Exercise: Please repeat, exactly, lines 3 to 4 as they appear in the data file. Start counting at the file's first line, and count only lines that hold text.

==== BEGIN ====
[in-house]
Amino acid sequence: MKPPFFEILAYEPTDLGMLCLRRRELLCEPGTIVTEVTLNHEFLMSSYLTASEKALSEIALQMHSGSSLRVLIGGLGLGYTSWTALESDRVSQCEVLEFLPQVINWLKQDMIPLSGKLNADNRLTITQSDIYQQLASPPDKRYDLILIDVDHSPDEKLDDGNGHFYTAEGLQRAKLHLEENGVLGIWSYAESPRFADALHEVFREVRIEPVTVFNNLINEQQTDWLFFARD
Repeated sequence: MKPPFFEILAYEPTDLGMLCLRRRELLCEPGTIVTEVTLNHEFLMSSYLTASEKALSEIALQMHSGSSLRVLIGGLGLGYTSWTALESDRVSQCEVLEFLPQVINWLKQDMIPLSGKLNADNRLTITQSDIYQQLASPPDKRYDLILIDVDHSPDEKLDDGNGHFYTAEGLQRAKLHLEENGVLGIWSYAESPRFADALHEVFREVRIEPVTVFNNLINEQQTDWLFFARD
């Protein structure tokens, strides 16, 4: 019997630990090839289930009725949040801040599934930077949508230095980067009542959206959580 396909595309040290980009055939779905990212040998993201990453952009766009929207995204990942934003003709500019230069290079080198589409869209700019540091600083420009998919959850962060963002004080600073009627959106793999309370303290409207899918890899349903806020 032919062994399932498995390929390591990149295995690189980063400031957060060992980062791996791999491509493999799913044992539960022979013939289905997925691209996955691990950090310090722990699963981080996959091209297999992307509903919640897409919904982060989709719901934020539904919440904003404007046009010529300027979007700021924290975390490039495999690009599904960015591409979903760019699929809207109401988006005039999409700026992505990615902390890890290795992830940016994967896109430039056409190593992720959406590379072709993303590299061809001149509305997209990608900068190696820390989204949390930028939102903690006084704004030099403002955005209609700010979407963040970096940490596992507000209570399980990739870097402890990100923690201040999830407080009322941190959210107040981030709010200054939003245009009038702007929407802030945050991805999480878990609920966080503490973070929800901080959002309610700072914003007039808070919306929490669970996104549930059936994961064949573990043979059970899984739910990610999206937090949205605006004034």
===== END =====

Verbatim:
Repeated sequence: MKPPFFEILAYEPTDLGMLCLRRRELLCEPGTIVTEVTLNHEFLMSSYLTASEKALSEIALQMHSGSSLRVLIGGLGLGYTSWTALESDRVSQCEVLEFLPQVINWLKQDMIPLSGKLNADNRLTITQSDIYQQLASPPDKRYDLILIDVDHSPDEKLDDGNGHFYTAEGLQRAKLHLEENGVLGIWSYAESPRFADALHEVFREVRIEPVTVFNNLINEQQTDWLFFARD
């Protein structure tokens, strides 16, 4: 019997630990090839289930009725949040801040599934930077949508230095980067009542959206959580 396909595309040290980009055939779905990212040998993201990453952009766009929207995204990942934003003709500019230069290079080198589409869209700019540091600083420009998919959850962060963002004080600073009627959106793999309370303290409207899918890899349903806020 032919062994399932498995390929390591990149295995690189980063400031957060060992980062791996791999491509493999799913044992539960022979013939289905997925691209996955691990950090310090722990699963981080996959091209297999992307509903919640897409919904982060989709719901934020539904919440904003404007046009010529300027979007700021924290975390490039495999690009599904960015591409979903760019699929809207109401988006005039999409700026992505990615902390890890290795992830940016994967896109430039056409190593992720959406590379072709993303590299061809001149509305997209990608900068190696820390989204949390930028939102903690006084704004030099403002955005209609700010979407963040970096940490596992507000209570399980990739870097402890990100923690201040999830407080009322941190959210107040981030709010200054939003245009009038702007929407802030945050991805999480878990609920966080503490973070929800901080959002309610700072914003007039808070919306929490669970996104549930059936994961064949573990043979059970899984739910990610999206937090949205605006004034």